Yes, Turn to Jesus!   He changes your life!  I could say, Amen, but not quite yet.  We need to know a little more how that works. 


First, turning to Jesus is in response to some information about Him.  The woman “learned” that He was in town.  That assumes she knew something about Him.  She had heard about the mercy He showed, the grace He bestowed.  She didn’t know all the facts but she wanted to find out as much as she could in person.  She obviously was acutely aware of her sinful life, so the law of God - written in her heart, her conscience, or learned in the synagogue at a younger age – was working.  The law shows our sin.  It creates guilt.  She needed to hear the gospel that shows our Savior, the good news of forgiveness, fully and freely offered by Jesus.  That creates hope.  Her acts of love for Jesus were not deeds of penance to earn His forgiveness; they were sincere signs of repentance, sorrow over sin, so that she could appreciate the gift of forgiveness which she received by faith.  Not faith in her decision to go to Jesus, but faith in Jesus, the object of her trust, was what saved her.  As a result she could go in peace, not just a positive feeling, but an assurance of salvation – that everything would turn out OK because of Jesus.  That was the change in her that really mattered. 


Are you a changed person?  Jesus changes our tears of shame into tears of thankfulness too.  Jesus ate dinner at a Pharisee’s house, and He invites you to dine at the banquet of salvation.  Psalm 23 says of the Lord: “You prepare a table before me in the presence of my enemies.  You anoint my head with oil; my cup overflows.”  The woman anointed Jesus with precious perfume.  Jesus turns right around and anoints you with his holy, precious blood in the Lord’s Supper.   The woman washed Jesus’ feet with her tears.  Jesus turns right around and washed you with the cleansing flood of Baptism.  The woman kissed Jesus’ feet.  With those same feet Jesus runs to you proclaiming the glad tidings of great joy – “Daughter, son, your sins are forgiven.  You can go in peace.”   Your past is behind you, your future is bright!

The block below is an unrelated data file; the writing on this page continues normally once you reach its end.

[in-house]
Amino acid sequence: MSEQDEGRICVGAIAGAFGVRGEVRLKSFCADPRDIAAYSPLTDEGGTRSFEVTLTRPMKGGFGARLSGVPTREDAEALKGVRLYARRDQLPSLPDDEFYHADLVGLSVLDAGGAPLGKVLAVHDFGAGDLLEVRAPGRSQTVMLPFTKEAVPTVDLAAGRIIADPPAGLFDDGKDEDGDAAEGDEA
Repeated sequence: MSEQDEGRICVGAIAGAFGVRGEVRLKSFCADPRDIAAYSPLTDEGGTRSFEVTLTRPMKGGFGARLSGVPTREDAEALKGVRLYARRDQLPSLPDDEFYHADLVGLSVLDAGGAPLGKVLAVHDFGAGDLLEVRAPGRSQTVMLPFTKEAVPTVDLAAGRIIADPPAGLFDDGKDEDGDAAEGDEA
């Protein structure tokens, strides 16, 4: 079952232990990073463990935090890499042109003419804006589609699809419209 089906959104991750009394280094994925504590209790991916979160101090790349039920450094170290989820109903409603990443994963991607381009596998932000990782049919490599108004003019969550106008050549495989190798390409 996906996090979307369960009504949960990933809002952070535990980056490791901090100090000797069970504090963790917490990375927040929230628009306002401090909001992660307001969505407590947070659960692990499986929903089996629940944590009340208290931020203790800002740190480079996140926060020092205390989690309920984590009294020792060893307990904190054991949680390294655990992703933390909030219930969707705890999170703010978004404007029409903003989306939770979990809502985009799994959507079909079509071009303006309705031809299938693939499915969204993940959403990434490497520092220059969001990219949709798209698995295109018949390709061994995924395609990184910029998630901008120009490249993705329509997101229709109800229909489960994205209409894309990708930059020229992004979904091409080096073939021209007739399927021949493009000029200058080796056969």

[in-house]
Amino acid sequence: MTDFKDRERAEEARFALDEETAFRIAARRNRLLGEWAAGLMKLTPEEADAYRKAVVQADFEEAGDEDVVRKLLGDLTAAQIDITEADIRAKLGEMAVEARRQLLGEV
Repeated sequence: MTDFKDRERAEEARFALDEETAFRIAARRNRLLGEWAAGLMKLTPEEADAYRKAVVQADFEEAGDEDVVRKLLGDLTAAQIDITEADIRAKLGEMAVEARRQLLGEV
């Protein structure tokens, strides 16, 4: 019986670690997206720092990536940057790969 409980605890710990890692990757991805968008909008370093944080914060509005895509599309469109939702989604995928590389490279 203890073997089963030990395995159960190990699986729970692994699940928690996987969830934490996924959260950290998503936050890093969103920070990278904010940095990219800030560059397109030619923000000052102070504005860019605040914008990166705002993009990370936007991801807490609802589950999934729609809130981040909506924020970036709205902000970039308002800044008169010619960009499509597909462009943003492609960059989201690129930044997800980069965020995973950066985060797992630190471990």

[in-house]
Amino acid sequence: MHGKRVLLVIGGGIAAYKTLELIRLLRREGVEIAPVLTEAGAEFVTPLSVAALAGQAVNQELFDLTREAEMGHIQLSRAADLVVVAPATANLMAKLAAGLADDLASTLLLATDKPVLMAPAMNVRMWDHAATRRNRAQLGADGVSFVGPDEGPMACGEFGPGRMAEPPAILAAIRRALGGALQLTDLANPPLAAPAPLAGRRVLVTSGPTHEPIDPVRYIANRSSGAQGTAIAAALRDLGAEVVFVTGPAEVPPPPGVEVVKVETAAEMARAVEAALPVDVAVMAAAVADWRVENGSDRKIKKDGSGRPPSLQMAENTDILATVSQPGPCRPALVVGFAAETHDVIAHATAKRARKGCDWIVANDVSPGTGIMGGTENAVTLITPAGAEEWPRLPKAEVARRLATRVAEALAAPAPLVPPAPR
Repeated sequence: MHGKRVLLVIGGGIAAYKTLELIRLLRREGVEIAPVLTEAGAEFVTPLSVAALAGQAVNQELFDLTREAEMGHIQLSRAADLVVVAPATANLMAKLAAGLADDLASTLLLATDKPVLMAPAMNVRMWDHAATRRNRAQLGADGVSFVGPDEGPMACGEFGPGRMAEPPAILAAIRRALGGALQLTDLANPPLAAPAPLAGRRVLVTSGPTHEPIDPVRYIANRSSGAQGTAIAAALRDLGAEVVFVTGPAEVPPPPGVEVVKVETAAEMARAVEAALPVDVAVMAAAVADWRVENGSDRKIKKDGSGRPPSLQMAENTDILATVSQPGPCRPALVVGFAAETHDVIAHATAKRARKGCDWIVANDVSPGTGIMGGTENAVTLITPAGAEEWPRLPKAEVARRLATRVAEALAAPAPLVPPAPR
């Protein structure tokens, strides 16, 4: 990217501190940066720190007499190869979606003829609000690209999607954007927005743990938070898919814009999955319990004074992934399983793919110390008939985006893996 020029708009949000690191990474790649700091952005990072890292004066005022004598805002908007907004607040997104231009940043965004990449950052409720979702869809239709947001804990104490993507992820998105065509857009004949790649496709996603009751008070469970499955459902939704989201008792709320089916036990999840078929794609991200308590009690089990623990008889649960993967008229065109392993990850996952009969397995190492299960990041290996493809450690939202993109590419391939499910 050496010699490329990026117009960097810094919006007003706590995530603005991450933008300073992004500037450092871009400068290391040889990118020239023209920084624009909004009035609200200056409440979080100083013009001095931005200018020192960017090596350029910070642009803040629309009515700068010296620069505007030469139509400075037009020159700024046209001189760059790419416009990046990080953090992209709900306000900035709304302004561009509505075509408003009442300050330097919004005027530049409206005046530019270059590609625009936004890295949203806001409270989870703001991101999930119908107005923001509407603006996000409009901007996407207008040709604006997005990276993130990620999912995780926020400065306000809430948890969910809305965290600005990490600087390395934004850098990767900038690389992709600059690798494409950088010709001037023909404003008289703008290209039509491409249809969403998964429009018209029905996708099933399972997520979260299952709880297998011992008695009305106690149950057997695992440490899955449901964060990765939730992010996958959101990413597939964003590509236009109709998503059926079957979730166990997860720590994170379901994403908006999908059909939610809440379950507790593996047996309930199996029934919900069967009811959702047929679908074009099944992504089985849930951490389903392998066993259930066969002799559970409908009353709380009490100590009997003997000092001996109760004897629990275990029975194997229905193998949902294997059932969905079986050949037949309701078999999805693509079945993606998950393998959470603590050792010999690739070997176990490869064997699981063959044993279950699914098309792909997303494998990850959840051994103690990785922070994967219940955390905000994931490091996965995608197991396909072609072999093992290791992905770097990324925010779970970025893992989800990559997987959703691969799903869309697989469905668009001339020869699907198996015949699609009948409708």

The forgiveness of sins changes everything about our lives.  Formerly lived out of envy for ourselves, now our lives are lived out of love for the Lord.  Paul summarizes it well: “Christ’s love compels us, because we are convinced that one died for all, and therefore all died.  And He died for all, that those who live should no longer live for themselves but for Him who died for them and was raised again.” (2 Cor 5:14-15)  Christ’s love changes lives.  Our faith now itches to express itself in love.  Our eyes see a church; love sees a special place to meet with God.  Our eyes see a stranger; love sees an opportunity to show concern for a neighbor. 


All of this and much more – not to impress fellow Pharisees, but to thank a loving Lord.  Simply put: “We love him because he first loved us.” (1 Jo 4:19)


Change is hard.  Even the famous “Serenity Prayer” by Reinhold Niebuhr makes it depend at least partially on us.   “God grant me the serenity to accept the things I cannot change, the courage to change the things I can, and the wisdom to know the difference.”  Good advice, but this I believe is far better: Turn to Jesus; He changes your life.  Amen.